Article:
Cambridge is synonymous with the British computing industry.
Back in the 1980s Sir Clive Sinclair helped popularise home computing with the affordable machines the ZX80 and ZX Spectrum.
At around the same time the city helped launch the BBC micro - which got a generation of schoolkids hooked on coding.
And that revolution has continued with the Raspberry PI - the world's best-selling computer.
Now could the city which revolutionised computing be about to do the same for shopping?
Watch Rob Halden-Pratt's report about the new store below
"Obviously we've been very successful online ourselves but we've come to realise that there are things we can't do online particularly in getting new sorts of customers to us and giving us a chance to experience of new customers, that's what the shop is all about."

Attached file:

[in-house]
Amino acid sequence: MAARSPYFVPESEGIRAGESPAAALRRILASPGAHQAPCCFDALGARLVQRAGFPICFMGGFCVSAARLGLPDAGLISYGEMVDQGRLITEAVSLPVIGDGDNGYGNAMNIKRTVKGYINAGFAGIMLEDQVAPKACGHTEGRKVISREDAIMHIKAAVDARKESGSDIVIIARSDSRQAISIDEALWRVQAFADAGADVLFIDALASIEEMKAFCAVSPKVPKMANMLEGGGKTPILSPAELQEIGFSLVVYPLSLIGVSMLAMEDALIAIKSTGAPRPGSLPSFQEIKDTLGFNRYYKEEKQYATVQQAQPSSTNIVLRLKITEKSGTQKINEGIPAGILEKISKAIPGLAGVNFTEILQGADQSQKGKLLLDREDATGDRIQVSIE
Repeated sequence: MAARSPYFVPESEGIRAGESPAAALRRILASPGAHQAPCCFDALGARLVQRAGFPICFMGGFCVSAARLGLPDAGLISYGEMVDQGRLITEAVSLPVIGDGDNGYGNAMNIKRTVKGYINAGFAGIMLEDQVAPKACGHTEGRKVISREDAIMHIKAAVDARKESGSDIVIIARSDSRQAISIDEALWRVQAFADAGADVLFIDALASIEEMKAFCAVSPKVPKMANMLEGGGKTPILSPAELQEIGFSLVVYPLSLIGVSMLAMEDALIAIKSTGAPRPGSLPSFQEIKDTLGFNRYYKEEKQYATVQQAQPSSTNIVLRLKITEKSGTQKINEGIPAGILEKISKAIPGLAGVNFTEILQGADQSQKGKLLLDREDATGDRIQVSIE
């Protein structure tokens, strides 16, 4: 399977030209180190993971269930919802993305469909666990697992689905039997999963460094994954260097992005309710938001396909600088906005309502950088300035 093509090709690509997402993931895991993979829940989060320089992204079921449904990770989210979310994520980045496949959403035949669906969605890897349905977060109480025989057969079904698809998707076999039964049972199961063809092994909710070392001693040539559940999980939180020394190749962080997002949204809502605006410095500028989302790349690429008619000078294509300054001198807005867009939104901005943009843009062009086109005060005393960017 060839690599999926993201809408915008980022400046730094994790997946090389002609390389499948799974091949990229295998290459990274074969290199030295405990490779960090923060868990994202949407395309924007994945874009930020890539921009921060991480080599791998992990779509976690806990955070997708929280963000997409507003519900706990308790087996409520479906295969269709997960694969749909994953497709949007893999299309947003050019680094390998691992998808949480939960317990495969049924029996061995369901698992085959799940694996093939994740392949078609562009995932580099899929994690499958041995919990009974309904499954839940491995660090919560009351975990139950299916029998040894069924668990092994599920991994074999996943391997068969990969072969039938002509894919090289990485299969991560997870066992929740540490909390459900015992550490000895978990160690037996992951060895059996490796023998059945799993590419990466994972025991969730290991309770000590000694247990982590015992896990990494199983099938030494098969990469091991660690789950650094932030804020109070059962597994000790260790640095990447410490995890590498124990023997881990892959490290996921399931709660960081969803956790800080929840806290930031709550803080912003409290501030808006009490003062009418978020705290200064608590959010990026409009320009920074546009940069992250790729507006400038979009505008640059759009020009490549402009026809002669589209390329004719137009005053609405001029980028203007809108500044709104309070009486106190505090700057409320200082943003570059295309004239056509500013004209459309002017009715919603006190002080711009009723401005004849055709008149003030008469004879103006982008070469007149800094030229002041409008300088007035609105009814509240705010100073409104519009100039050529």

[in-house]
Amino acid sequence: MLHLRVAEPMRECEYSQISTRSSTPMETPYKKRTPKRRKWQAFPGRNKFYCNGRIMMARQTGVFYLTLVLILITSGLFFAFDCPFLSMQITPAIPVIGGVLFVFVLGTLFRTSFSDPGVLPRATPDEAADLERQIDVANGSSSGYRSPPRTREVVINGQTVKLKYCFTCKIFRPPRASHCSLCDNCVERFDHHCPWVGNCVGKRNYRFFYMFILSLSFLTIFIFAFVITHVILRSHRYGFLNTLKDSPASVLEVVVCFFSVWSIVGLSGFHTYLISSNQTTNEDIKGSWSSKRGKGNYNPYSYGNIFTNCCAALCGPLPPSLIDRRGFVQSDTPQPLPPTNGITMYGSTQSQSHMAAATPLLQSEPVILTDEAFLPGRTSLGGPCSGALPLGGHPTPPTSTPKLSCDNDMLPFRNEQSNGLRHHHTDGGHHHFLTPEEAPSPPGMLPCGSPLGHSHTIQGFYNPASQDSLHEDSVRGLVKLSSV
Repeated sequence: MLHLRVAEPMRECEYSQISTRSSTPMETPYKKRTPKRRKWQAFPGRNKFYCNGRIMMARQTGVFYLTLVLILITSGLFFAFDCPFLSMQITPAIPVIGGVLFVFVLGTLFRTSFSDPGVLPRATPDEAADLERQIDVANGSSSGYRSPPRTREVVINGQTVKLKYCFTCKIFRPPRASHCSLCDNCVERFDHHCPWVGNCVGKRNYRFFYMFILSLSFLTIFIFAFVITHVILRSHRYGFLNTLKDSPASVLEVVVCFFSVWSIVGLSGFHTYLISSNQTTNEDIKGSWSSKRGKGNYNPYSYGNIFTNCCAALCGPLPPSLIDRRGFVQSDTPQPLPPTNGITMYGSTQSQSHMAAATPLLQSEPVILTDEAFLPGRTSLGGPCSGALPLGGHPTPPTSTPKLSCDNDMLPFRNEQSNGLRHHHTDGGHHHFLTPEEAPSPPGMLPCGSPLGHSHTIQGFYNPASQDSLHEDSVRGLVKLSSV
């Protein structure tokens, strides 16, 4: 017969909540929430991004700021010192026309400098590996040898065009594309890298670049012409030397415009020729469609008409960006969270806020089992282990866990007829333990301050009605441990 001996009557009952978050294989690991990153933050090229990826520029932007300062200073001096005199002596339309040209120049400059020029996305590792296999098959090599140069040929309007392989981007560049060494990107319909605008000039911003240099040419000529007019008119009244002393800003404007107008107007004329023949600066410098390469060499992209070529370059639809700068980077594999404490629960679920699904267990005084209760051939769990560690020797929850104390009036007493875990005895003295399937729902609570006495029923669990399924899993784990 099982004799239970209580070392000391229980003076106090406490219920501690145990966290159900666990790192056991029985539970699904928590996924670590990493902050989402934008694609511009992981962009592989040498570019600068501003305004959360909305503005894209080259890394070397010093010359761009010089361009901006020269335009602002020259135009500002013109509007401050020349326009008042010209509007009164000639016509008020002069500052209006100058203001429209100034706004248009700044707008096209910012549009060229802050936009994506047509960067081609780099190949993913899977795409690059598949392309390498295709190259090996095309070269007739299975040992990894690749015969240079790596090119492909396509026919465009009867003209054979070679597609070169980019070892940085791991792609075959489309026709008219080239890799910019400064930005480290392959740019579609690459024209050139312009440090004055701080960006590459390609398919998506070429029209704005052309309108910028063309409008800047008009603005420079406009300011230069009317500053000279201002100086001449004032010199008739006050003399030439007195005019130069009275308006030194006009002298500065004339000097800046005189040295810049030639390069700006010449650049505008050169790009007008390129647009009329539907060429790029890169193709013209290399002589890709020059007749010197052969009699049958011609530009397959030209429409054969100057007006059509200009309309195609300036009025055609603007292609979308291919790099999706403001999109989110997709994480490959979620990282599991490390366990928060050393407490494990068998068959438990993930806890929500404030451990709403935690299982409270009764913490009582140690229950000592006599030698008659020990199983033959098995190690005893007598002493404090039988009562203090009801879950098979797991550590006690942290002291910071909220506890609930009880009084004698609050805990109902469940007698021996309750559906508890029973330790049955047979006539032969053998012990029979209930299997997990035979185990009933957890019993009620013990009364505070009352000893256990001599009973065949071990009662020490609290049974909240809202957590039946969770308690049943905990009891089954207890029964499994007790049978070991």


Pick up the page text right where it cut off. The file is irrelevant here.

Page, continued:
They're not the only technology firm swapping bits and bytes for bricks and mortar...
The launch at the city's Grand Arcade comes as traditional retailers are all finding things a bit of a struggle.
Among the High Street casualties have been HMV, Maplin, Toys R Us and Poundworld and it is estimated 85,000 jobs were lost in retail last year.Even big name stores like Marks and Spencer have been forced to cut costs by .
The shop isn't just about selling more computers - it's also about highlighting the work of its devoted fanbase.